Hehe, curious. I think this is an "intentianal bug", so to speak.

The underlying reason is how the Integer class is written. Basically, parseInt is "optimized" for positive numbers. When it parses the string, it builds the result cumulatively, but negated. Then it flips the sign of the end-result.

Example:

66 = 0x42

parsed like:

```
4*(-1) = -4
-4 * 16 = -64 (hex 4 parsed)
-64 - 2 = -66 (hex 2 parsed)
return -66 * (-1) = 66
```

Now, let's look at your example
FFFF8000

```
16*(-1) = -16 (first F parsed)
-16*16 = -256
-256 - 16 = -272 (second F parsed)
-272 * 16 = -4352
-4352 - 16 = -4368 (third F parsed)
-4352 * 16 = -69888
-69888 - 16 = -69904 (forth F parsed)
-69904 * 16 = -1118464
-1118464 - 8 = -1118472 (8 parsed)
-1118464 * 16 = -17895552
-17895552 - 0 = -17895552 (first 0 parsed)
Here it blows up since -17895552 < -Integer.MAX_VALUE / 16 (-134217728).
Attempting to execute the next logical step in the chain (-17895552 * 16)
would cause an integer overflow error.
```

Edit (addition): in order for the parseInt() to work "consistently" for -Integer.MAX_VALUE <= n <= Integer.MAX_VALUE, they would have had to implement logic to "rotate" when reaching -Integer.MAX_VALUE in the cumulative result, starting over at the max-end of the integer range and continuing downwards from there. Why they did not do this, one would have to ask Josh Bloch or whoever implemented it in the first place. It might just be an optimization.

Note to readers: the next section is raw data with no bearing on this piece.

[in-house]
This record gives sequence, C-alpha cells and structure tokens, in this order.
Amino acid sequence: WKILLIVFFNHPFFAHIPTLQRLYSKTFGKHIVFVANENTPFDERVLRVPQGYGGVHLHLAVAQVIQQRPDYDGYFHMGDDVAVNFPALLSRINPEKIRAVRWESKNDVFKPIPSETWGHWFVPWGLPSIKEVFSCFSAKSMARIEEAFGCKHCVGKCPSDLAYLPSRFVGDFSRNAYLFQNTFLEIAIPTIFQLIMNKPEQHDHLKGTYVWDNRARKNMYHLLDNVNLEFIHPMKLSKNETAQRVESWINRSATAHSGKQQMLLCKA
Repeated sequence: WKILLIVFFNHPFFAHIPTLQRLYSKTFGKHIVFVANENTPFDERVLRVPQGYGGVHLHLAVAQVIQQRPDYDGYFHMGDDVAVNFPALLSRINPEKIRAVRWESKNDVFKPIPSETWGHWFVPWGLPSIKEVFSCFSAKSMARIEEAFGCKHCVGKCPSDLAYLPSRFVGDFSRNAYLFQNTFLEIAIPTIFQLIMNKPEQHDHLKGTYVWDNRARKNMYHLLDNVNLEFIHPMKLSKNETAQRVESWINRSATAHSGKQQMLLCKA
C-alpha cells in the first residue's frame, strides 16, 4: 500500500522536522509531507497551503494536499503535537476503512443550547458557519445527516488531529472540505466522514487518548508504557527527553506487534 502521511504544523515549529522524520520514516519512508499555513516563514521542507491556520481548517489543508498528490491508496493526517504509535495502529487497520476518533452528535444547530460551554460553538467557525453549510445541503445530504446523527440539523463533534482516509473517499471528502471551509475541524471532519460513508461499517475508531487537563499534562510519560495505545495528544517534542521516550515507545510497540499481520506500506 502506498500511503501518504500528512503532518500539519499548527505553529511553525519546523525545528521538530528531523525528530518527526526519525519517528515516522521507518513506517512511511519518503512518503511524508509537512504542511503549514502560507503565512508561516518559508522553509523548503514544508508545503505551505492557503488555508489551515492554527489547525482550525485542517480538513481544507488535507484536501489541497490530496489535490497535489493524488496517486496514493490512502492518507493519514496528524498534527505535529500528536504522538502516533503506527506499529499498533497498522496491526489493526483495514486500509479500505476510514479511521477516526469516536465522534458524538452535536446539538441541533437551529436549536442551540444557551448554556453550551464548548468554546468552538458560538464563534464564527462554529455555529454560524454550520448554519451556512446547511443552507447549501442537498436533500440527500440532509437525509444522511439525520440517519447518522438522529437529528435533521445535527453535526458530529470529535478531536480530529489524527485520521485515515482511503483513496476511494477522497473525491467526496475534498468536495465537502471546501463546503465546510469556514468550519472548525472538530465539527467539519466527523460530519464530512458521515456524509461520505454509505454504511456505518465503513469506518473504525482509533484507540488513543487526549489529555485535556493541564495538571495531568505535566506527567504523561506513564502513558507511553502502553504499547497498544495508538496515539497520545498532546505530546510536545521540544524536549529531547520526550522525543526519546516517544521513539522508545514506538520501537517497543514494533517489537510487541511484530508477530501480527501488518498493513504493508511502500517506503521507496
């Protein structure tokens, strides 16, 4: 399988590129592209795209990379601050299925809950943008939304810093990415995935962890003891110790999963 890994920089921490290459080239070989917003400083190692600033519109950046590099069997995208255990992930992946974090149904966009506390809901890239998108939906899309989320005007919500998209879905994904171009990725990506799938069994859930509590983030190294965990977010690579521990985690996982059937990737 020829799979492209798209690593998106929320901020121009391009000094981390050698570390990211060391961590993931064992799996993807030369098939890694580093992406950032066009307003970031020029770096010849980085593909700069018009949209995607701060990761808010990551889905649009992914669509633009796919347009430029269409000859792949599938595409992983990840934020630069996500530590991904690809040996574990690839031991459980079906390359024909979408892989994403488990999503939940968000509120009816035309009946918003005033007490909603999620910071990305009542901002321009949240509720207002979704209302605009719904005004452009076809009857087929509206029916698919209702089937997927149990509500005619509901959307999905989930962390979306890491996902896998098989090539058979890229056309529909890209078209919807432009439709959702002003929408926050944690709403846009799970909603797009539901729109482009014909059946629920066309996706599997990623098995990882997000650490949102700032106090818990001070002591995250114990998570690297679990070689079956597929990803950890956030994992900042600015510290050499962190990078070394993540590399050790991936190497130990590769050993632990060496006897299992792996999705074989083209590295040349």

However,

```
Hex=Integer.toHexString(Integer.MAX_VALUE);
System.out.println(Hex);
System.out.println(Integer.parseInt(Hex.toUpperCase(), 16));
```

works just fine, for just this reason. In the sourcee for Integer you can find this comment.

```
// Accumulating negatively avoids surprises near MAX_VALUE
```

`int firstAttempt = 5;`

– Simulant Aug 17 '12 at 12:20